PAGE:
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When Data Means Privacy, What Traces Are You Leaving Behind?

Posted by Noopur Raval at Jul 18, 2011 06:00 AM |
How do you know yourself to be different from others? What defines the daily life that you live and the knowledge you produce in the span of this life? Is all that information yours or are you a mere stakeholder on behalf of the State whose subject you are? What does privacy really mean? In a society that is increasingly relying on information to identify people, collecting and archiving ‘personal’ details of your lives, your name, age, passport details, ration card number, call records etc, how private is your tweet, status update, text message or simply, your restaurant bill?

The CIC (central information commission) that arbitrates decisions on RTI appeals in case of conflict of interest provides interesting notions of what the State thinks is privacy. Ironically, the cornerstones of RTI that is privacy and its invasion are yet to be defined in the context of the judiciary. Then, how does the CIC decide what is private enough and what can be revealed to anyone? Of course, it relies on the discretion of its judges who attempt to draw from a range of sources that include the principles of natural justice drawn from western jurisprudence to quotes by Gandhi and Aristotle to the UK Data Protection Act, 1998 and US Torts that define invasion of privacy. To begin with, let us examine who constitutes the private sphere. As ruled in case of Mr. Ajeet Kumar Khanna vs Punjab & Sind Bank on 29 July, 2008 and Mr. G. Atchaiah vs State Bank of India on 22 August, 2008, the appellant can seek information only for himself/herself. Anyone outside the self, commonly believed as the personal connection, sons, daughters, parents or even spouse is not allowed information of a relative. One needs a distinct power of attorney for right to information. The contradiction is that one does not need to state the purpose for asking information, thereby making unnecessary any connection with the person you want information about.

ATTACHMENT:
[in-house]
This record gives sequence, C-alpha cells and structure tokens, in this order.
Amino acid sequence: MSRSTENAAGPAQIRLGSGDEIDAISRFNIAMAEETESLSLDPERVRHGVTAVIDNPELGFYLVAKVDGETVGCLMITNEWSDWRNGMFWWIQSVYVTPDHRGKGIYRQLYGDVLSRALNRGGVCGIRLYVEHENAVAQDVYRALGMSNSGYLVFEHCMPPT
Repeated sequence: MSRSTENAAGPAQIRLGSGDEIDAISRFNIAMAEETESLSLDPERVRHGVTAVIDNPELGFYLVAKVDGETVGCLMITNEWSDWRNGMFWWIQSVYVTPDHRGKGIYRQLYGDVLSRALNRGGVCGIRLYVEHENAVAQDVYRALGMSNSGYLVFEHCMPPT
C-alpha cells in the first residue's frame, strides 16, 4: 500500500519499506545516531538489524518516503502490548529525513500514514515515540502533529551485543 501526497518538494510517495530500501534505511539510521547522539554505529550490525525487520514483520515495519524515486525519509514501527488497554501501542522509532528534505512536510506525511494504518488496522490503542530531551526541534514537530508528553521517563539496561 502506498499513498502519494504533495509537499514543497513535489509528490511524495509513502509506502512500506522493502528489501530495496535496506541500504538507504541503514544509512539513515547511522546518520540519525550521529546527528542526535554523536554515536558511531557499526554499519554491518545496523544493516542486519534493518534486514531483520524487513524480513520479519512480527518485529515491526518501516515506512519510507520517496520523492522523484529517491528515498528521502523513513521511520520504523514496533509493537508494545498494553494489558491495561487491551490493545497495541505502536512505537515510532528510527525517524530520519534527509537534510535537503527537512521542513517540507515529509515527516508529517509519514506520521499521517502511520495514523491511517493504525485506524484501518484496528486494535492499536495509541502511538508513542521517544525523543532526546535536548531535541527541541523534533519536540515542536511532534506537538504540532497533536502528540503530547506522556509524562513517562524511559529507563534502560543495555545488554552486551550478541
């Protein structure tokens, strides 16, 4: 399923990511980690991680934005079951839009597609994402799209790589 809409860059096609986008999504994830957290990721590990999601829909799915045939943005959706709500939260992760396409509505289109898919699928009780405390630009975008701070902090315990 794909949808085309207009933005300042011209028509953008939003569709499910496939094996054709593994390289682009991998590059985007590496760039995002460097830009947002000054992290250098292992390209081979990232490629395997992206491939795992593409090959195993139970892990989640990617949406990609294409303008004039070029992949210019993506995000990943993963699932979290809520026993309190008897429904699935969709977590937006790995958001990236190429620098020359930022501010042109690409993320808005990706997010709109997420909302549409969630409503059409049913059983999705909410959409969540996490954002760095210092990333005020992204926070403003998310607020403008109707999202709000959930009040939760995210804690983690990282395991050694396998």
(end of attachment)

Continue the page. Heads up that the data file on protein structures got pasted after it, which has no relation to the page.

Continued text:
CIC has been increasingly relying on the UK Data Protection Act, 1998 to make a correlation between data and privacy. Hence, to map privacy and its invasion, the RTI act depends on the UK Data Protection Act that classifies the following as sensitive personal data: 

We have no equivalent of UK's Data Protection Act, 1998, Sec 2 of which, titled Sensitive Personal Data, reads as follows: In this Act "sensitive personal data" means personal data consisting of information as to:

 

  1. The racial or ethnic origin of the data subject
  2. His political opinions
  3. His religious beliefs or other beliefs of a similar nature 
  4. Whether he is a member of a Trade Union
  5. His physical or mental health or condition
  6. His sexual life
  7. The commission or alleged commission by him of any offence
  8. Any proceedings for any offence committed or alleged to have been committed by him, the disposal of such proceedings or the sentence of any court in such proceedings.
While this blanket reference to sensitive personal data does not account for nuances in the Indian context, it also does not capture the essence of public-private interaction. It is mostly at the intersection of the public domain and the individual that the demarcation occurs. While personal family photographs lying in my attic may constitute a beautiful memory that can be proudly displayed on my walls, it is when one acknowledges the dual nature of any information source, the potential of these photographs to contribute to larger politicized information narratives, that their access and usage comes to define the real crux of the privacy debate.